Grinz on Green: Lawrence Thomas Ready to Contribute on the Defensive Line
 
 
 
Defensive line coach Ron Burton gives instruction to Lawrence Thomas during a recent spring practice.
 
Defensive line coach Ron Burton gives instruction to Lawrence Thomas during a recent spring practice.
 
 

April 3, 2014

By Steve Grinczel, MSUSpartans.com Online Columnist

EAST LANSING, Mich. - Home has been wherever Lawrence Thomas' heart was during his Michigan State football career.

That said, he couldn't be more content about lining up at defensive end this spring.

Or, defensive tackle.

Shoot, Thomas will even occasionally visit with the fullbacks if need be.

For the time being, however, one of the most celebrated prospects of the Mark Dantonio head-coaching era is settling in as a defensive lineman.

"I just hope I have a huge role on the team this year playing defensive tackle and defensive end, so that's what I'm focusing on," Thomas said this week after practice. "It's real comfortable when you find a home, being able to focus on one position.

"It's also a plus knowing all the other positions. If coach needs me at tight end, I'm going to go to tight end and get a couple plays there. If he needs me at defensive tackle, I'll play defensive tackle. In little-league football and high school, I did everything."

Thomas even punted, not that Mike Sadler's job is in jeopardy at MSU.

The biggest need for Thomas is to help revamp the defensive line, where the void created by the departure of former starting tackles Tyler Hoover and Micajah Reynolds must be filled.

"I think he showed some flashes and we're going to play our best four defensive linemen," Dantonio said. "He's 290 pounds, so he can go inside and play as well. He's sudden, and as long as he stays active and healthy, he's going to be a very good football player for us.

 

 

"The majority of his reps will stay outside at end right now."

Thomas arrived as MSU as a blue-chip linebacker in 2011. After a redshirt season, the coaching staff was determined to find a way to take advantage of his quickness, power and athletic ability and temporarily housed him at fullback. He made three starts in '13 and had seven catches for 78 yards before switching to defensive tackle before the Spartans defeated TCU in the Buffalo Wild Wings Bowl.

Thomas didn't fully recover from a back injury sustained during a training session last summer until midway through the season. His only tackle in seven games came on special teams in the 24-20 victory against Stanford in the Rose Bowl.

"I feel great," Thomas said. "As I went through winter workouts and now spring ball, I don't have a problem. It was real difficult (last season) seeing my brothers practice every day knowing my situation. I had to lean against the wall and watch everybody get better, while I can't do nothing with weight-room work or fieldwork.

"It was just a toll on me (but) it motivates me a lot. I'm coming into this year with a chip on my shoulder. I haven't proven nothing yet, so I've been grinding on and off the field. I just can't wait to get things rolling this year. I'm comfortable and I just know my time is coming."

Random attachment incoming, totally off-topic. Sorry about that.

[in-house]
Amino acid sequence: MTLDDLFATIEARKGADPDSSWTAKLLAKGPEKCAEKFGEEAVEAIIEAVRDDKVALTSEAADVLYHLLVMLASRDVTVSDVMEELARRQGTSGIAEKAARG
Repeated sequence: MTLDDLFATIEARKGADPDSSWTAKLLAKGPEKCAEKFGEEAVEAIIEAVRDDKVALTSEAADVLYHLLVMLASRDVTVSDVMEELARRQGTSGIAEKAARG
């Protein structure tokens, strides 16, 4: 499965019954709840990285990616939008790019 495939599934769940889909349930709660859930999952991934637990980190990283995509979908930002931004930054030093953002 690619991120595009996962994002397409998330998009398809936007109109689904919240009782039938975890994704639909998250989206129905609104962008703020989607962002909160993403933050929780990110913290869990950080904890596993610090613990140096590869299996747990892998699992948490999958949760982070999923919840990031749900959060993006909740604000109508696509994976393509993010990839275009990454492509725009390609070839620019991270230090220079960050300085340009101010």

The Spartans got a glimpse of what Thomas could do last year at this time.

"I brought toughness to the D-line, my get-off is good, so I just brought quickness and athleticism," he said. "Right now, they need me everywhere. I got no time to be tired, I got no time to be hurt. I've got to get the job done.

"The injury set things back a little bit, but I'm full-go right now. We lost some key players, so it's time for us to go as a whole. We're the group that has to stand strong this year. It don't matter (what position) as long as I'm on the field making plays."

The defensive line returns sack-leader and Big Ten Defensive Lineman of the year Shilique Calhoun (37 tackles, 14 tackles for loss, 7.5 sacks) and Marcus Rush (30, 7.5, 5) at the ends.

Thomas has been a welcome addition.

"He's a versatile guy," Calhoun said. "He's played D-tackle and now he's come out to D-end, so he has a lot of potential playing inside and outside. He gets off the ball fast. He was a linebacker coming in so you know he's going to know the defense. He understands it and is going to play it to the best of his ability.

"Other than that, he brings a lot of energy to the team. He's going to scream, shout - that's just the kind of guy he is."

Overall, Calhoun sees a bright future for the line.

"We had a lot of young guys play last year from (nose tackles) Damon Knox and Brandon Clemons and (tackle) Joel Heath," he said. "We already have the experience and we played in big games. Now we just have to piece it all together and once we do that it will definitely be high-flying.

"I would say Joel Heath is going to be a big factor this spring, this upcoming fall camp and this season. Not many people know about him, but he's put on weight and he's one of our stronger guys. He played defensive end, he went in to tackle, came back out to end and now he's finally at D-tackle where he can get used to the position and conquer it. Watching him evolve this winter and work so hard motivates me to get better."

Red-shirt freshman end Demetrius Cooper and junior tackle James Kittredge are also ramping up the competition for playing time. Consequently, Thomas is using all his experience and versatility at his disposal.

"At linebacker, you try to run around things," Thomas said. "At defensive end, it's all physical. You can't run from it. There's contact every play, so by me being on the defensive line I'm just trying to stay strong at one position and I've got to play angry on every down.

"I've got that defensive line mind-set now."